Patti Smith, Ecco, Jan. 2010
Deeply personal and insightfully written, Patti Smith’s New York story delivers the emotional narrative that Bob Dylan’s Chronicles left readers wanting. Tracing the relationship between Smith and photographer Robert Mapplethorpe, Just Kids explores the thriving artistic community of New York in the 60’s and 70’s and paints a portrait of two eccentrics, two searchers, two creators, as they navigate their way through art, sickness and each other.
It is invigorating to read about the city forty years ago, where artistically, anything seemed possible and collaboration was abundant. Accounts of Smith and Mapplethorpe’s interactions with artists like Salvador Dali, William Burroughs, Andy Warhol, Tennessee Williams, Janis Joplin, and Jimi Hendrix are scattered throughout Just Kids. Smith recounts her and Mapplethorpe’s years at the famous Hotel Chelsea where they immersed themselves in poetry, theatre, music, and photography with some of the country’s most exciting minds: Smith writes a play with Sam Shepard, sings a song for Janis Joplin, discusses poetry with Alan Ginsberg.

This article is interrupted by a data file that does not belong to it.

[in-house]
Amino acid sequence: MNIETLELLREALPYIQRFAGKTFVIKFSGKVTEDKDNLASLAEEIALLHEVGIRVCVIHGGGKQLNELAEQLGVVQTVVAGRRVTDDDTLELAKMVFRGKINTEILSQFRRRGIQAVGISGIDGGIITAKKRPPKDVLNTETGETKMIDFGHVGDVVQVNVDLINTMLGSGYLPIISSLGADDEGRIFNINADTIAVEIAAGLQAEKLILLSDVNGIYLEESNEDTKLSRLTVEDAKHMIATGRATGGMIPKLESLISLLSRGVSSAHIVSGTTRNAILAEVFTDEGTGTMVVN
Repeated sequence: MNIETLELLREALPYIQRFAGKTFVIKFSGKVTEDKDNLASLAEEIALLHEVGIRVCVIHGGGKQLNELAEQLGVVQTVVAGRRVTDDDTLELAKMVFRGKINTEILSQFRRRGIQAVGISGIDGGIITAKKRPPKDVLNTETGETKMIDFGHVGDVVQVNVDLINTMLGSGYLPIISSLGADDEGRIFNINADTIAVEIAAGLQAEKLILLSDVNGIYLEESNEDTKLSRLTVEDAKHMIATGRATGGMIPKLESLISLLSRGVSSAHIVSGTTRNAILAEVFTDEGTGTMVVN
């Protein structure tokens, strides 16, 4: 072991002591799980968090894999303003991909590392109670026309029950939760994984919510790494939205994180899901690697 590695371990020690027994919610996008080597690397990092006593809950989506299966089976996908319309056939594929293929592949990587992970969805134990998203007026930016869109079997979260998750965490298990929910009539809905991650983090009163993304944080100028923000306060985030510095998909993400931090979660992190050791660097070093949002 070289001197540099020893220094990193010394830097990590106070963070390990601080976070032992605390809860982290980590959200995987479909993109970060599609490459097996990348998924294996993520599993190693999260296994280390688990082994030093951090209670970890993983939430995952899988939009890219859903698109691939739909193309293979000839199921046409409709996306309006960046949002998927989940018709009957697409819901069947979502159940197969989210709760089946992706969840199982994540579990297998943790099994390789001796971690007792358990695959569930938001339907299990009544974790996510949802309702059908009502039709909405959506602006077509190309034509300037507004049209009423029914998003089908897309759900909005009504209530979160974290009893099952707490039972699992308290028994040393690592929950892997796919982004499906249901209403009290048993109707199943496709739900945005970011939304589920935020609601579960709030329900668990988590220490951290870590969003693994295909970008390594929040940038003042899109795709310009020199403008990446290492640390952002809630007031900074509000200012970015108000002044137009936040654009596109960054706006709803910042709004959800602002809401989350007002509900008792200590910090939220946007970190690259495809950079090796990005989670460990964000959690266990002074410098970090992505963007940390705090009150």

Most compelling, however, is Smith’s depiction of her dearest friend Robert Mapplethorpe. With a tender candor she walks us through the enigmatic artist’s formative years as he grapples with demons, works ferociously, and strives for recognition. One learns how Mapplethorpe’s own conflicted sexuality and religious upbringing influenced his work and ultimately led him to choose photography as his medium.
Just Kids demonstrates why Smith is a great American storyteller, and the strength of her prose never lets us forget that she began as a poet. This is a book I urge any artist to read, if not to help us recapture the artistic energy of days past, then at least to celebrate it.
Purchase Just Kids here.